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Cape Coral author publishes first book

Has sequel, another story already in the works

September 26, 2011
By MEGHAN McCOY (mmccoy@breezenewspapers.com) , Cape Coral Daily Breeze

A Cape Coral man recently had his first book published through Author House and is in the process of working on two others.

Lawrence Wasden, a retired Air Force veteran of 20 years, published his first book this year, called "Finders." He lives in Cape Coral with his son who is physically and mentally challenged.

Before the Porch Creek, Native American began his writing career, he worked for Boeing Aerospace as a Kennedy Space Center employee for 12 years and as a psychologist for many years.

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Lawrence Wasden

Wasden said he enjoys writing because he likes where his mind takes him.

"I really don't know where these stories are going to go," he said, adding that he likes applying things that have happened in his life or other people's lives to make the story interesting.

He wrote a play "This Ain't Shakespeare," which was later performed at the Jess Parish Theater in Titusville, Fla.

Since he is a retired psychologist and child investigator, Wasden did a lot of work with children. He said in order to gain his clients' attention he made up stories, which lead him to writing his first book.

"Finders" is a Sci-Fi book about best friends who are 11 years old who go on a summer vacation together in the mountains of Pennsylvania. Darnel Ellis joined his friend Josh Hampton's family for the summer not expecting the adventure they both would encounter while exploring Knott's Peak.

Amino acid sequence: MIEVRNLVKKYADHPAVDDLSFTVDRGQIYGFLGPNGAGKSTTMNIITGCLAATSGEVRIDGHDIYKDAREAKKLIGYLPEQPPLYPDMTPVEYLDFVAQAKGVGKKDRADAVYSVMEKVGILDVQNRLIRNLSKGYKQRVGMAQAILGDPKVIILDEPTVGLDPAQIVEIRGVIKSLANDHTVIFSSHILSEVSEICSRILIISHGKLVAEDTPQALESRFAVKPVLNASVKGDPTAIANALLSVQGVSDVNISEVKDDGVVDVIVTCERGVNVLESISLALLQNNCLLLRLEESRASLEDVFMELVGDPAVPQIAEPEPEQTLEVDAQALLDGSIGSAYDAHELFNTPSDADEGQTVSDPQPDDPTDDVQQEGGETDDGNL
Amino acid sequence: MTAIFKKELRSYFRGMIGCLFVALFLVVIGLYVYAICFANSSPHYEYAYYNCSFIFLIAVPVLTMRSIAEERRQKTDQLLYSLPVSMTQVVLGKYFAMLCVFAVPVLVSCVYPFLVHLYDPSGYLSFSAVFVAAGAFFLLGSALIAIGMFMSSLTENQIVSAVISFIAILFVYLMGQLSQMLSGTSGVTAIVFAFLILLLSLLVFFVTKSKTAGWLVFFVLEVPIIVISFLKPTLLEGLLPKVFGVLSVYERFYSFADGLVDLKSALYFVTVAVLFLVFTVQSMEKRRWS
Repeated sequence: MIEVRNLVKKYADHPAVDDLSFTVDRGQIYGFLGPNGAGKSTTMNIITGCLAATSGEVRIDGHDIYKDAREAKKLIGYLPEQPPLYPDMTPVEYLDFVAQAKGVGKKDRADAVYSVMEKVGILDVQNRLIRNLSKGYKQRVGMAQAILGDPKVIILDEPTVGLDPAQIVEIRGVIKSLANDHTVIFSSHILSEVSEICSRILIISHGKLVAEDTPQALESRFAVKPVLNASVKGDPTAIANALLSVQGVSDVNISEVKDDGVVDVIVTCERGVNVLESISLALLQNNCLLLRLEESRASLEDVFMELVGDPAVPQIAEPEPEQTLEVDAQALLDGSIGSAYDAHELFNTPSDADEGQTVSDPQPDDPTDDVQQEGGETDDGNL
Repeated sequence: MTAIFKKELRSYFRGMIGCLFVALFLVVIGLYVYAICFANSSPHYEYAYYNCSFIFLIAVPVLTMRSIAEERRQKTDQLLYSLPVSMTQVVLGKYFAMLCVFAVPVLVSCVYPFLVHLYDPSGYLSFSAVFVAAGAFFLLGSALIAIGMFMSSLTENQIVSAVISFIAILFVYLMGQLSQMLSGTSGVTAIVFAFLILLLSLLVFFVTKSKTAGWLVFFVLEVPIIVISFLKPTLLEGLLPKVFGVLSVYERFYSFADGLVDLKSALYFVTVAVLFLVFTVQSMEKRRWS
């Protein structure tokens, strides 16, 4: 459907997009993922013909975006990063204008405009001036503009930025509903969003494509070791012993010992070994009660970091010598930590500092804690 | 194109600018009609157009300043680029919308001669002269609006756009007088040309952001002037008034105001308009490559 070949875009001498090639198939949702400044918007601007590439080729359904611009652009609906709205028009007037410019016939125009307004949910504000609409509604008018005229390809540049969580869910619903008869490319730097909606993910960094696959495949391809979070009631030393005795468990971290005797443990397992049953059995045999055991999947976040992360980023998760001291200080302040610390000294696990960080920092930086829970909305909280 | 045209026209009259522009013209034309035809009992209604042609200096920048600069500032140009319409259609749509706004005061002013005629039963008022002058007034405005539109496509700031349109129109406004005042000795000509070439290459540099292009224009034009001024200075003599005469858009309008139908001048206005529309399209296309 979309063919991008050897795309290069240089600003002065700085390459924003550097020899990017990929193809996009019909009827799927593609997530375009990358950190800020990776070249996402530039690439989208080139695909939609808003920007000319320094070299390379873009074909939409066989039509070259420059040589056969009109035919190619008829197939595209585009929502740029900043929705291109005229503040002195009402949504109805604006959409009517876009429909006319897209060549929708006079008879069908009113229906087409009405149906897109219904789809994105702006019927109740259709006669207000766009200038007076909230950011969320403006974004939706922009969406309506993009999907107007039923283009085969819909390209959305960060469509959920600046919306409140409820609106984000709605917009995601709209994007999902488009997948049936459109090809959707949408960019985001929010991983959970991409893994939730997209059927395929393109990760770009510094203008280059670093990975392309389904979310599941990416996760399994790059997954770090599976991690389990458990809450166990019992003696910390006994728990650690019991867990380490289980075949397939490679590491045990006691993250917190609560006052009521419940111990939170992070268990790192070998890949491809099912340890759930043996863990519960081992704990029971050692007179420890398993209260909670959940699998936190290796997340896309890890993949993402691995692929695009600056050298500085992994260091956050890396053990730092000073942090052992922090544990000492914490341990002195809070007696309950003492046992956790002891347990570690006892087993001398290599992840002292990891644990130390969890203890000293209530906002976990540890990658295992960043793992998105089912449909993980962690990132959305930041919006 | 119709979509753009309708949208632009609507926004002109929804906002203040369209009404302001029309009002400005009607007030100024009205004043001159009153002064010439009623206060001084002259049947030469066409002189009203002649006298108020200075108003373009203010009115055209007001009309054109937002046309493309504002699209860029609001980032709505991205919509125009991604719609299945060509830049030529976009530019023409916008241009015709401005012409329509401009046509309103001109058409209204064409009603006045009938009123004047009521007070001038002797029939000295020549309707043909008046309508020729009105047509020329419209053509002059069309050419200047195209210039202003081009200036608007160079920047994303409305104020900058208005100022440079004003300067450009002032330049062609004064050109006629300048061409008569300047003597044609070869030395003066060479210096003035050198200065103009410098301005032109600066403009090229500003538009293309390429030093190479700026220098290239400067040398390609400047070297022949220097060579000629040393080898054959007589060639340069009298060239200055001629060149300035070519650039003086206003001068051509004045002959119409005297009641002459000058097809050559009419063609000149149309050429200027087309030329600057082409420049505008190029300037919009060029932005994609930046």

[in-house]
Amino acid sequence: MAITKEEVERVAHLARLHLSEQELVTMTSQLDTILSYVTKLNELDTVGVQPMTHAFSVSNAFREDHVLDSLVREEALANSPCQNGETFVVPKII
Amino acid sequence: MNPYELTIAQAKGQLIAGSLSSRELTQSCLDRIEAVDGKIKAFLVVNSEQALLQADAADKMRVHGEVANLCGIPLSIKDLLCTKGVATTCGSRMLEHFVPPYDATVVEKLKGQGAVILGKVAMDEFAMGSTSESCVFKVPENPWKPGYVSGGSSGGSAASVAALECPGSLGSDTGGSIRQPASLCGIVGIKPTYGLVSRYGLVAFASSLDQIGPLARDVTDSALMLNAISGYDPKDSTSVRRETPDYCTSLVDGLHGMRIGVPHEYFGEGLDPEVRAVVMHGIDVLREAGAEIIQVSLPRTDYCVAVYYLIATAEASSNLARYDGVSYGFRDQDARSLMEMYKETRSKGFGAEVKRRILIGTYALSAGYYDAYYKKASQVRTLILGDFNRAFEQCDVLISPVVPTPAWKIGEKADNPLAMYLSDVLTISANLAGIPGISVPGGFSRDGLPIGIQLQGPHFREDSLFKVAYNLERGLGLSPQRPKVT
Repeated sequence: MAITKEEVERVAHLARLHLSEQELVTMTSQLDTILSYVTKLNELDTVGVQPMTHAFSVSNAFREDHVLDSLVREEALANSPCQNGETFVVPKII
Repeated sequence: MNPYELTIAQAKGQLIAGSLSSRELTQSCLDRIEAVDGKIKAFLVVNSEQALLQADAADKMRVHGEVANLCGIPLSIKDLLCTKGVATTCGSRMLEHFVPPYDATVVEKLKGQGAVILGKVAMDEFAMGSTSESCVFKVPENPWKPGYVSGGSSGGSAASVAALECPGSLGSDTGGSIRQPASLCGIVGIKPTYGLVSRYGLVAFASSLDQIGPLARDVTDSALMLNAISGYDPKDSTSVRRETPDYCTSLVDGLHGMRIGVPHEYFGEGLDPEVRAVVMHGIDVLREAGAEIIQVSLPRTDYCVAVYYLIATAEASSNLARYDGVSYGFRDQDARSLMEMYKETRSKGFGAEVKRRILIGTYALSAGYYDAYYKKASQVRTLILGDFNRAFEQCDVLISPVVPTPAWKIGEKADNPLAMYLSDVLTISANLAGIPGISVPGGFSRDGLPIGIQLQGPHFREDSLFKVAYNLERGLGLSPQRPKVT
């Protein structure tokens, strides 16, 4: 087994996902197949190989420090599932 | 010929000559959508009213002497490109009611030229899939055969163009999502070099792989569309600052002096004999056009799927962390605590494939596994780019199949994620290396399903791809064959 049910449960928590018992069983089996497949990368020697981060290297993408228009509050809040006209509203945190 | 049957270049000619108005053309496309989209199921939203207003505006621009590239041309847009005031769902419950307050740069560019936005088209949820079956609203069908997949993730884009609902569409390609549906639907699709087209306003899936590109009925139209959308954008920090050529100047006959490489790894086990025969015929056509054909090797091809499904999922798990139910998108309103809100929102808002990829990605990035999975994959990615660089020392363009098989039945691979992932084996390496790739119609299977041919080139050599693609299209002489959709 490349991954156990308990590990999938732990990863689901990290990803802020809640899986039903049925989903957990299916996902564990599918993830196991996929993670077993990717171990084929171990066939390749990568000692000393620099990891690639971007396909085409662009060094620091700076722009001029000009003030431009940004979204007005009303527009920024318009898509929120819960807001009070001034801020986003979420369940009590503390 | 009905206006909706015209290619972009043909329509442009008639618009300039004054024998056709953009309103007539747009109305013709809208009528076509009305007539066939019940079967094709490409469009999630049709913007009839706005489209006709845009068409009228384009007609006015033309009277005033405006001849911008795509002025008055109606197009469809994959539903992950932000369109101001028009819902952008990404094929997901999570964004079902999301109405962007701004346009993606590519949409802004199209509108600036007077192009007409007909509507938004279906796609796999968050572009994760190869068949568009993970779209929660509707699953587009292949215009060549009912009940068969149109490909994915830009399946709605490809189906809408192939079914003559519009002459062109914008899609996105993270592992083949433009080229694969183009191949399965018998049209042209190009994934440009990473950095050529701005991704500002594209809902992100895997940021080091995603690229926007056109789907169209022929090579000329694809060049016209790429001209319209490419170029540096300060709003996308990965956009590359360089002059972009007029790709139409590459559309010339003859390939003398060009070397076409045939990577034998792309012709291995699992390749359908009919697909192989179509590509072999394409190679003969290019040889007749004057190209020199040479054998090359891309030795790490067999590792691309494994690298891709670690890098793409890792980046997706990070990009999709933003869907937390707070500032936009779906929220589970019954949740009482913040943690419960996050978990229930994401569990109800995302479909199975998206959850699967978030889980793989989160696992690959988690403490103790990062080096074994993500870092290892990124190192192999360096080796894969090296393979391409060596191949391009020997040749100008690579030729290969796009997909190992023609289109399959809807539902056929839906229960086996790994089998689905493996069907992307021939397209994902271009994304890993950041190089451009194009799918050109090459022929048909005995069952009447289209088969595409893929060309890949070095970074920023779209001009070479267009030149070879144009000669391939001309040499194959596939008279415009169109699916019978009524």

"I started writing 'Finders' in 2003 and I had some interruptions along the way," he said. "I left it partially undone for a long, long time."

The book was published on July 25 and is available at Barnes and Noble, Amazon and Author House.

Wasden said his chapters are approximately 10 pages long because he wanted his readers to have short chapters with something exciting happening in each. He said he also wanted to give his readers the opportunity to read a chapter on their lunch break.

The author promises that "Finders" is filled with adventure that will keep readers turning the pages.

"I am overwhelmed by the responses that I received about this book," he said about "Finders." "Everybody is screaming about the sequel."

The sequel of "Finders" is currently in the works with six chapters finished, but has been put off to the side to finish another book called "Senior Village."

"It is too soon to put out my sequel to my first book," Wasden said, which is why he began transcribing the script of "Senior Village" to text.

The idea struck Wasden from a personal standpoint due to his son having to stay in a nursing home a couple years ago after he broke his hip. He said their were mostly seniors in the home and he was never really pleased with the care he received.

The story takes readers through a journey of a mid-70-year-old man's life who was placed into a nursing home called Senior Village after his daughter did not want him living with her anymore.

Once he began living in the nursing home, he discovered a lot of corruption and abuse taking place, which began his journey of documenting what he found.

"It's a pretty violent book, but it is written in a way to bring attention to abuse in nursing homes," Wasden said. "It's a valid story, one that would fascinate people."

He hopes to complete the book by the end of next month.

Once "Senior Village" is completed, Wasden will go back to writing his sequel "Finders II: Return to Ur."

He hopes by this time next year he will have seven books on the market.

 
 
 

 

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